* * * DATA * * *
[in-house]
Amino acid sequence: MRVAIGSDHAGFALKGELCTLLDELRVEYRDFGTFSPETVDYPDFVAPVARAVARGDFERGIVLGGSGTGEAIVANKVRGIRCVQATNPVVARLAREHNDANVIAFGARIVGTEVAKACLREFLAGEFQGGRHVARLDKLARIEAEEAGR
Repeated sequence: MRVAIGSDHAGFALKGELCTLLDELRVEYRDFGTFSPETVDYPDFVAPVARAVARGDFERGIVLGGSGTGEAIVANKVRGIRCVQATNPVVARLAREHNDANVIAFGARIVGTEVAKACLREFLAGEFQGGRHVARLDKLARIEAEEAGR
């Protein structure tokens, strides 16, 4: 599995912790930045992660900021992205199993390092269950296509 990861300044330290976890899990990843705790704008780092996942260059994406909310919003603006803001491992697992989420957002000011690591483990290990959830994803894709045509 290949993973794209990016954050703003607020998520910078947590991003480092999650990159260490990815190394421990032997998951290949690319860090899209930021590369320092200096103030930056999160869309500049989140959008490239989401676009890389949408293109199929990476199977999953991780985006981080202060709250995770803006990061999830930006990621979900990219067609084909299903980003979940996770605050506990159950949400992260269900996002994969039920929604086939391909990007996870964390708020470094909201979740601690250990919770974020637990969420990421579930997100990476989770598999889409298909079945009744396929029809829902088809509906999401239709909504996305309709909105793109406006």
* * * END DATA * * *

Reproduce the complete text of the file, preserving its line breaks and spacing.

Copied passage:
[in-house]
Amino acid sequence: MRVAIGSDHAGFALKGELCTLLDELRVEYRDFGTFSPETVDYPDFVAPVARAVARGDFERGIVLGGSGTGEAIVANKVRGIRCVQATNPVVARLAREHNDANVIAFGARIVGTEVAKACLREFLAGEFQGGRHVARLDKLARIEAEEAGR
Repeated sequence: MRVAIGSDHAGFALKGELCTLLDELRVEYRDFGTFSPETVDYPDFVAPVARAVARGDFERGIVLGGSGTGEAIVANKVRGIRCVQATNPVVARLAREHNDANVIAFGARIVGTEVAKACLREFLAGEFQGGRHVARLDKLARIEAEEAGR
């Protein structure tokens, strides 16, 4: 599995912790930045992660900021992205199993390092269950296509 990861300044330290976890899990990843705790704008780092996942260059994406909310919003603006803001491992697992989420957002000011690591483990290990959830994803894709045509 290949993973794209990016954050703003607020998520910078947590991003480092999650990159260490990815190394421990032997998951290949690319860090899209930021590369320092200096103030930056999160869309500049989140959008490239989401676009890389949408293109199929990476199977999953991780985006981080202060709250995770803006990061999830930006990621979900990219067609084909299903980003979940996770605050506990159950949400992260269900996002994969039920929604086939391909990007996870964390708020470094909201979740601690250990919770974020637990969420990421579930997100990476989770598999889409298909079945009744396929029809829902088809509906999401239709909504996305309709909105793109406006």